Nine months ago (March 6, 2020) we loaded busses, cleaned out dorm rooms, and bid farewell to students for Spring Break. We knew COVID-19 was becoming “a thing” that might impact our return to campus for the Spring Term, but we had no idea how much our world would be turned upside down. While this global pandemic is far from over, we pause today to reflect on five lessons we have learned (so far) as a school community from COVID-19.
Parents Are Our Greatest Partners
We just sent home a communication to families letting them know our intent to return to campus for in-person learning in January. Of course this decision may need to shift in the coming weeks due to regional and national health data, but core to that message was the importance of the underlying partnership with parents required of safely repopulating a boarding school campus during a pandemic. We are reminded daily that the Proctor experience is only as powerful as the partnership with our families. When we are aligned in our goals, working together to provide young people with life changing experiences, the results are truly remarkable.
Food is Key to a Teenagers Heart
This pandemic has forced us to better understand how and where our students consume food. We halted the daily migration to JJ’s Market and Pizza Chef across the street to reduce exposure for our students, and quickly realized just how much our students relied on outside food sources to supplement dining hall offerings. And so we evolved. We offered late night food options out of the dining hall, breakfast sandwiches out of the Wise Center, and food delivery options to campus. We stocked dorm common room fridges and snack stations around campus. Additionally, new safety protocols were introduced to the dining experience, and while we had to work out the kinks during the first few weeks, we eventually experienced a transformation in the food experience for our students. Conversations took place as we stood in line with each other while waiting for silverware to be distributed by a faculty or staff member. Our Dining Services staff learned personal preferences and favorites as they served food (self-service has been postponed) to our students. We saw far fewer phones out at intimate tables of four instead of the usual eight. No longer was the consumption of food a transaction, but rather an opportunity for connection.
Weekends Spent on Campus Build Community
The boarding school experience of the 1960s and 1970s saw parents drop their student at the start of the year and then come pick them up at the end of the term. There were no weekend leaves or parent visits. The ten consecutive weeks on campus were cherished by students as time to fully immerse themselves in the boarding school experience. Over the past decades, a gradual erosion of this model saw more and more students take weekends off-campus to visit family, engage in club sports and other opportunities to step away from the intensity of boarding school life. This evolution made sense for our students and their families, but sometimes you do not realize what you have lost when it slowly slips away. This fall, we returned to a closed weekend model, and in turn weekends were busy with activities and our boarding students thrived. The sense of community built when students remain on campus throughout the term proved to be one of the unforeseen benefits of the pandemic.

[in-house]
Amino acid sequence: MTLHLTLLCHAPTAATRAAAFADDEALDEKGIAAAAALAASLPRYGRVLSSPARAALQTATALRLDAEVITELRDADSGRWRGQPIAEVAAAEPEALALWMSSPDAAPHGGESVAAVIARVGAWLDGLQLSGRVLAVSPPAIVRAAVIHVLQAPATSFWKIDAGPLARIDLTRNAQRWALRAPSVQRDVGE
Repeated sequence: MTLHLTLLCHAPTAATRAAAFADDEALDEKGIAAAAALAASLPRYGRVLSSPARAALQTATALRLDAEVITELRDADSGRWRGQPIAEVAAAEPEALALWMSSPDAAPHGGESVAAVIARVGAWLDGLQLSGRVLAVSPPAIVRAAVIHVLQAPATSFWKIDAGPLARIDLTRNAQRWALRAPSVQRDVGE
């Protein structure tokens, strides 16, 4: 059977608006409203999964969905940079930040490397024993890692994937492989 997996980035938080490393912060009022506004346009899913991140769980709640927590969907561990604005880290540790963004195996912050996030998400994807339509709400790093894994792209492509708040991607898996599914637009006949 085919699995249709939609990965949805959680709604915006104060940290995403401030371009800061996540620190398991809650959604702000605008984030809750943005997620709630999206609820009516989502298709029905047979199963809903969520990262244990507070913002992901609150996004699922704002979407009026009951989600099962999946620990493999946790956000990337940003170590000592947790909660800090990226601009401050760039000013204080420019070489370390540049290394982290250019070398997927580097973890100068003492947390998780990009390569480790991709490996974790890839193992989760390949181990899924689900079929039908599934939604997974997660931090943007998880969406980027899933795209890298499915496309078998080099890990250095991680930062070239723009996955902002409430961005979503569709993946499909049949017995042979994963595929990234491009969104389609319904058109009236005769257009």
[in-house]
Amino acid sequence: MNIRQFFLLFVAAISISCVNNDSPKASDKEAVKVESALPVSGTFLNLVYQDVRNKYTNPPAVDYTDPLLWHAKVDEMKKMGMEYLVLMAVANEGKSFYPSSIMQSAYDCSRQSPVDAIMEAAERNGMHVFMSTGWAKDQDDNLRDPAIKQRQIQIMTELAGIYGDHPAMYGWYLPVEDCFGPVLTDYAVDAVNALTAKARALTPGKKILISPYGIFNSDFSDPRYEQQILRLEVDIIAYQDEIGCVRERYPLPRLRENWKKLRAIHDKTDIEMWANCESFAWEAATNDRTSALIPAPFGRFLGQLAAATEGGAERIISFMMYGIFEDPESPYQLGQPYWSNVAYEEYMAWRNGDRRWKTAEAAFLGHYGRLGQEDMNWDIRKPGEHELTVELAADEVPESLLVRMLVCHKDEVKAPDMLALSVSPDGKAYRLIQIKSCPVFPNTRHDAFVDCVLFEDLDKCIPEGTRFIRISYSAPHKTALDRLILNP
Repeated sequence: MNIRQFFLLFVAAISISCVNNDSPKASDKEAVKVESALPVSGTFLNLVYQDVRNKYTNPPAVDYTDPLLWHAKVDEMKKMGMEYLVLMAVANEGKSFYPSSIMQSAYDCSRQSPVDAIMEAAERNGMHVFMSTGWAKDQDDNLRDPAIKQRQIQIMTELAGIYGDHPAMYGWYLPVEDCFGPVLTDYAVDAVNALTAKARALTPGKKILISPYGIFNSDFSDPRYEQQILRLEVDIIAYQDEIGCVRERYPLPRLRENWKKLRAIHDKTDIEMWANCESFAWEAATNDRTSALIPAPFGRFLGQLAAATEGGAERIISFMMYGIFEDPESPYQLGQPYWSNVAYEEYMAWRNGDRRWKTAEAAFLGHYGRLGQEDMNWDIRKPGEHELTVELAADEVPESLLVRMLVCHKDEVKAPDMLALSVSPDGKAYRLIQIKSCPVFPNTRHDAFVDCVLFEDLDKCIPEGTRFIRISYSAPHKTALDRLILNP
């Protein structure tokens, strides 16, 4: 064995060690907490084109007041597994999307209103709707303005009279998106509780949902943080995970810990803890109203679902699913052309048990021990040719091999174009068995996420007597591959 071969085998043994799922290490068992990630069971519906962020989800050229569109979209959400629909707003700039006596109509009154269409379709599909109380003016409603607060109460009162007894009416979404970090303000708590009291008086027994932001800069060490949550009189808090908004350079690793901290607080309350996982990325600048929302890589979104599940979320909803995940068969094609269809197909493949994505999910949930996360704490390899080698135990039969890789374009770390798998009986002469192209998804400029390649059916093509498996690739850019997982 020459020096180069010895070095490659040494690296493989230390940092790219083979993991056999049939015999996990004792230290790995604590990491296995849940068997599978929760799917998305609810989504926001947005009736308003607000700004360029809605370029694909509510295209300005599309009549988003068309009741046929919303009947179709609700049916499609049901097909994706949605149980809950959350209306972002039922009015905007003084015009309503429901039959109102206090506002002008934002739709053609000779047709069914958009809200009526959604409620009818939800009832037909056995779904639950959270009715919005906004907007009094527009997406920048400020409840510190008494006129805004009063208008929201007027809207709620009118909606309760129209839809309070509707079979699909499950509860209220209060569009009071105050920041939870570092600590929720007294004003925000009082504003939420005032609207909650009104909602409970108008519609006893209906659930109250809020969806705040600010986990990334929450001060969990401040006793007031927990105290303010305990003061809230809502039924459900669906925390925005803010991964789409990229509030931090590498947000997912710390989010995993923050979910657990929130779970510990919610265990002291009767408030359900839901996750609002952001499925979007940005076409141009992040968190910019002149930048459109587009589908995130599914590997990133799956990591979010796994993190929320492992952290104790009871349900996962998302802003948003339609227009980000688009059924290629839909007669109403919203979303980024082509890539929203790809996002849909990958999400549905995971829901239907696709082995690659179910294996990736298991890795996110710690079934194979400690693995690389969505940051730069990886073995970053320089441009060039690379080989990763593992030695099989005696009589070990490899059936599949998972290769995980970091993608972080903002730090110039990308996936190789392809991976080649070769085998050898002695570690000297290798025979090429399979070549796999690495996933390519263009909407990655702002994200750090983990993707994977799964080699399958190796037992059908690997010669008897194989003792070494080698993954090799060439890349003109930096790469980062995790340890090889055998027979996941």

Teenagers Value Relationships as Much as Adults
As students hugged and said goodbye before departing for Thanksgiving Break, we witnessed genuine sadness that we have only seen as off-campus programs disembark after a term abroad. The intensity of the ten weeks on campus this fall forged connections few other experiences can replicate. As adults, we are keenly aware of the isolation we have felt over the past nine months. We long to travel, to visit extended family, to return to “normal”, to rekindle relationships that have gone by the wayside. What we came to appreciate this fall is that our students are no different than us. They crave relationships, and our ability to provide an in-person experience is critical to their overall well-being.
The Firepit is the New Screen
With students spending so much time on screens during remote learning, they were able to articulate their own “screen fatigue”. Once on campus this fall, students yearned to be together in groups, just being. Sometimes at the firepit, sometimes hanging out on the turf under the lights, other times on the front porch of their dorm. They weren’t scrolling on their phones, they were just talking and connecting. They were just being. The past fifteen years have been about adding more to our lives: more classes, more AP courses, more specialization with athletics, longer resumes, and no moment left unscheduled. The pandemic has forced us to slow down and return to basics: community, nature, and self-reflection. It has challenged us to think about what really matters in our lives and what makes healthy teenagers. Isn’t this the kind of slowing down of life that child psychologists, educational theorists and others have been telling us we needed? Our challenge as a school is to learn this lesson alongside our students, and to evolve ourselves into a school that, at its core, understands the environment that will best allow our students to be the healthiest version of themselves.